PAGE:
Jian Ghomeshi trial: what’s at stake for the national discourse on rape culture

This time, the standard shrill, outsize headlines and media coverage that perpetuate myths about sexual assault require careful unpacking and dissection


The sexual assault trial of the century begins Monday.

The celebrity status of the accused, former CBC Radio Q host Jian Ghomeshi, his hotshot lawyer, and the fact one of his four women accusers is Trailer Park Boys actress Lucy DeCoutere, guarantee a barrage of media attention.  

The trial has the potential to not only be a courtroom sensation, but also to expose our assumptions about due process in law when it comes to rape culture and to change public attitudes towards  sexual assault – if we want it to.  

The thing is that coverage of such trials almost always perpetuate sexual assault myths that are widely reinforced nowadays not only in traditional media, but social media as well. That reportage has historically been the greatest determinant of our disregard for the nature of sexual assault, its social influence, and its impact on the women who experience it.   

With a conviction rate of one per cent for a crime that continues to increase, it feels essential that the Ghomeshi trial, with all its talk of transforming the national discourse around rape culture, sets a new stage for scrutinizing institutional responses to sexual assault. Given the degree of controversy, awareness and dialogue that swept the country when courageous women purposefully came forward to accuse Ghomeshi, how can it not?

This time, the standard shrill, outsize headlines, comments and coverage that use revictimizing language and images require careful unpacking and dissection.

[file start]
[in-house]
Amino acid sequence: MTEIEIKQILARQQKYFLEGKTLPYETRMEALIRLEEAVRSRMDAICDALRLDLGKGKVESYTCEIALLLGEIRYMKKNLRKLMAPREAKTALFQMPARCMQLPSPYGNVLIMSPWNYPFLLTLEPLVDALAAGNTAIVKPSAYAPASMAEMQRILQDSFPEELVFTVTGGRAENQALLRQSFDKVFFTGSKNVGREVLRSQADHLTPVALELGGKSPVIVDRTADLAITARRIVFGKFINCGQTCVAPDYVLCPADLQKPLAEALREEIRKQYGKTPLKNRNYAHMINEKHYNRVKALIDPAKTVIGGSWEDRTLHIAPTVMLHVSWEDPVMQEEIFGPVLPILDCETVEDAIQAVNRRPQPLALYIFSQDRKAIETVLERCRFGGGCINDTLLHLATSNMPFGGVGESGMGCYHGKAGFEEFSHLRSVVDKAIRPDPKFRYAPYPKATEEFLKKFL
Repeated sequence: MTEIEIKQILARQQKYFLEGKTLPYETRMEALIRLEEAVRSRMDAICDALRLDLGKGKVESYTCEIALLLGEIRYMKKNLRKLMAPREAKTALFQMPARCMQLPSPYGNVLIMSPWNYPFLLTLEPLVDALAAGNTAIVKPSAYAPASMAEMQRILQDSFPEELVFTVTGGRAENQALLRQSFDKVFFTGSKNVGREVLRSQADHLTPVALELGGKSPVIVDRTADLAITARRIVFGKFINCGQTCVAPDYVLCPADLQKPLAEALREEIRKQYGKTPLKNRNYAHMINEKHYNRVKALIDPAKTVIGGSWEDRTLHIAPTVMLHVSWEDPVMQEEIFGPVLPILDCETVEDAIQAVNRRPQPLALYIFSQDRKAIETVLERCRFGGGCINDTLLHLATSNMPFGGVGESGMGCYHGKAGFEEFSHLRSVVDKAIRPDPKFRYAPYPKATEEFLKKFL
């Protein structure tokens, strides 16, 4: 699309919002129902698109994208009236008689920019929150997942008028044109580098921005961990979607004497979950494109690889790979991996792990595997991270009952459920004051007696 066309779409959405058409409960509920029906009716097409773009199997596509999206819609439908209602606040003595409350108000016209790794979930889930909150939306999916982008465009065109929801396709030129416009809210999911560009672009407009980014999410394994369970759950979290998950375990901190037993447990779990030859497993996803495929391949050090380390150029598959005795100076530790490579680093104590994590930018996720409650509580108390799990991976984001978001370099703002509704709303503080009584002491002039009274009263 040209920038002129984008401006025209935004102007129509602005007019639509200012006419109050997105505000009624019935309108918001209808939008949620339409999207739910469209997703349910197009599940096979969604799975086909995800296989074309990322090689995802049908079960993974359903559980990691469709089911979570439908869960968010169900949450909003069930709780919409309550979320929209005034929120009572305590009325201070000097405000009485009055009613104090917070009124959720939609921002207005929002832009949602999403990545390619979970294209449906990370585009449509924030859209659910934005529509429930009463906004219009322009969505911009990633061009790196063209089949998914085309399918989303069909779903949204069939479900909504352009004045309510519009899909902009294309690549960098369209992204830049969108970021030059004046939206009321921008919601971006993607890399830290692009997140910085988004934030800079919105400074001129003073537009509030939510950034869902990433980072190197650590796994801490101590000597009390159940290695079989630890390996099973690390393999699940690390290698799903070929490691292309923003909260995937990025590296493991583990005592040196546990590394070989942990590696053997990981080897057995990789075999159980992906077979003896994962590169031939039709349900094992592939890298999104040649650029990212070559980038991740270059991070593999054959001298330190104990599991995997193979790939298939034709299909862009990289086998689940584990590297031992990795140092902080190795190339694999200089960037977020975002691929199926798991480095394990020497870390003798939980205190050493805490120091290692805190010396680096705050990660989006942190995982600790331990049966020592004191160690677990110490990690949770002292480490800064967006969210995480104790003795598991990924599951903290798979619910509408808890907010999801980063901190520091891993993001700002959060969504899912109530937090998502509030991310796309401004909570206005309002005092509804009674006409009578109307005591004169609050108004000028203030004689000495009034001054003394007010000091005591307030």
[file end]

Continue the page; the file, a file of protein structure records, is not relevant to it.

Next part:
A new stage for discussion about sexual assault, with lights shifted to observe the actions of police, Crown attorneys, defence lawyers and judges could be constructed. Feminist disruptions in legal practice in which our courts provide the best of defenses without annihilating sexually assaulted women need to be pursued. And assumptions of due process exposed. The impetus for women to report crimes – when the legal system is so uncivil to them and unsafe for them – must be interrogated. 

No case is better placed to deliver all of that than the machinations of the Ghomeshi trial in the weeks to come, if it’s to be the “watershed moment” claimed by so many.

Another notable sexual assault trial also starts on Monday at the same courthouse. Mustafa Ururyar will be tried for the sexual assault of PhD student Mandi Gray. Gray has launched a precedent-setting human rights case against York University charging the university was negligent and failed to act when she reported her assault to campus security and administration. Parallels between the court practices and media coverage of the two trials will be interesting to follow. Let’s see. 

Jane Doe is a sexual assault author, educator and activist. Watch for her ongoing coverage of the Ghomeshi trial for NOW Magazine online and in print.

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